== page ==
It is known that activator protein-1 (AP-1 – a complex protein composed of a few protein units, produced by stimuli such as UV radiation) induces the production of collagenase by binding to DNA in the cell nucleus. This means that AP-1 formation needs to be suppressed to inhibit collagenase production (Fig. 7). We therefore evaluated the effect of zinc PCA in suppressing the production of AP-1. This experiment revealed that treatment with even low levels of this substance suppressed c-FOS (an indicator of AP-1 production) by about 70%. This result suggests that zinc PCA can suppress wrinkle formation.

Mechanism of collagen degradation and wrinkle formation

Procedure

Zinc PCA was added to human fibroblasts and the cells were irradiated with UVA. After the irradiation, the amount of c-FOS (a component of AP-1) was determined.

Calculation method

A: zinc PCA (+), UVA irradiation (+) B: zinc PCA (-), UVA irradiation (+) C: zinc PCA (-), UVA irradiation (-) c-FOS Production inhibition (%) = {1-(A-C)/(B-C)} x 10.

Results (Table 2).

Minimum Inhibitory Concentration (MIC)

Procedure

Agar medium containing zinc PCA at different concentrations was prepared and dispensed on culture plates. Each organism suspended in culture medium was seeded on the agar plate. After incubation, the minimum inhibitory concentration (MIC) was determined. MIC is the lowest concentration on microorganisms for which there is no visible growth. (Agar plate dilution method) *The concentration indicates that of zinc PCA itself.

Results (Table 3).

Challenge test for zinc PCA

Preservatives-effectiveness tests were performed on 0.1% zinc PCA aqueous solution.

The following strains were used as the test microorganisms.

Escherichia coli ATCC 8739

Pseudomonas aeruginosa ATCC 9027

Staphylococcus aureus ATCC 6538

Candida albicans ATCC 10231

Aspergillus niger ATCC 1644

The cell suspension was inoculated and mixed so that the concentration of viable cells was 105 to 106 cells per ml of product. These containers were incubated at 25°C and the viable cell counts calculated at 7, 14, 21, and 28 days.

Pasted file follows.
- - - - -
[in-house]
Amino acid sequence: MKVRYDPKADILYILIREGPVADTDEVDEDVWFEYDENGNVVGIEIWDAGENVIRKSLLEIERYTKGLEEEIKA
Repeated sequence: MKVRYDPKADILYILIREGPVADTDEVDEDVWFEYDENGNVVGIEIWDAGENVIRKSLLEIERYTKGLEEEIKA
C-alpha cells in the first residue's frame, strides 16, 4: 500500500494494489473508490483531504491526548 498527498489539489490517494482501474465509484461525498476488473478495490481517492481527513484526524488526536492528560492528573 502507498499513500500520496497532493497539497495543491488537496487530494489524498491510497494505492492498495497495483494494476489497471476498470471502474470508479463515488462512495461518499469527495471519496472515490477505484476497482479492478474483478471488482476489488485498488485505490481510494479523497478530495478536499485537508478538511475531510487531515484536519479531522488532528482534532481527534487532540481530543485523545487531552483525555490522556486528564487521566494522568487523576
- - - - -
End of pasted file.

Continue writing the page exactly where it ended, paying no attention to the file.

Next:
Results (Fig. 8).

Formulation

Zinc PCA is expected to be useful not only in ordinary skin care but also to exert the above-mentioned effects more markedly if combined with shampoos, conditioners, and body and facial cleansers.

Augmentation of its effects is expected if the shampoos or conditioners containing this substance are used in combination with other antibacterial agents or anti-acne products (containing zinc pyrithione, piroctone olamine and so on). If combined with substances known to stimulate hair growth (amino acids, blood flow promoting agents (PCA, vitamin E and other various extracts), more efficacy in stimulating hair growth is expected. As stated above, the effect in suppressing AP-1, etc is expected to be augmented if this substance is combined with elements having an anti-oxidative activity (known as antiwrinkle agents).

Application

Skin care: creams, lotions, tonics, shower gels, facial cleanser, etc.

Hair care: shampoos, conditioners, hair tonics, hair creams, etc.

Sun care: pre and post sun care creams, lotions, gels, etc.

Make-up: foundations, lipsticks, etc.

Recommended concentration

Leave-on products: 0.1 ~ 1.0% Rinse-off products: 0.2 ~ 1.0% (as active ingredient)

Conclusion

It has been shown that zinc PCA exerts not only the effects expected from a Zn salt (sebum suppression, body odour reduction, etc.) but also some previously unknown effects (AP-1 inhibition effect, etc). Humans tend to be anxious about oil-producing and odourous areas of the body, even as they get older, and they are highly concerned about skin wrinkles, which increase with ageing. Zinc PCA is expected to be used extensively not only as a means of suppressing sebum and body odour, but also as an ingredient for anti-ageing products.

This information is furnished without warranty, expressed or implied, except that it is accurate to the best knowledge of AJINOMOTO CO. INC. It relates only to the specific material designated herein, and does not relate to use in combination with any other material or in any process. AJINOMOTO CO. INC. assumes no legal responsibility for use of or reliance upon this.

References

1 K., Imahori et al., Seikagakujiten (Biochemical Dictionary), Tokyo Kagaku Dozin, 3 (1987)

2 Y. Kagawa, Standard Tabels of Food Composition in Japan, 371 (2004)

3 Encyclopedia of Cosmetics (ed. Society of Cosmetic Chemists of Japan), 306 (2003)

4 D. Stamatiadis, Marie-Claire Bulteau-Portois and Irene Mowszowicz, British Journal of Dermatology, 119, 627-632 (1988)

5 Yasuro Sugimoto, Irma Lopez-Solache, Fernand Labrie and Van Luu-The, Journal of Investigative Dermatology, 104, 775-778 (1995)

6 Mitsui T, New Cosmetic Science, Elsevier, 467 (1997)

7 P. G. Crounse & S. Rothberg (1961)

8 H.W. Spier, G. Pasher, Hautarzt, 7(12), 1956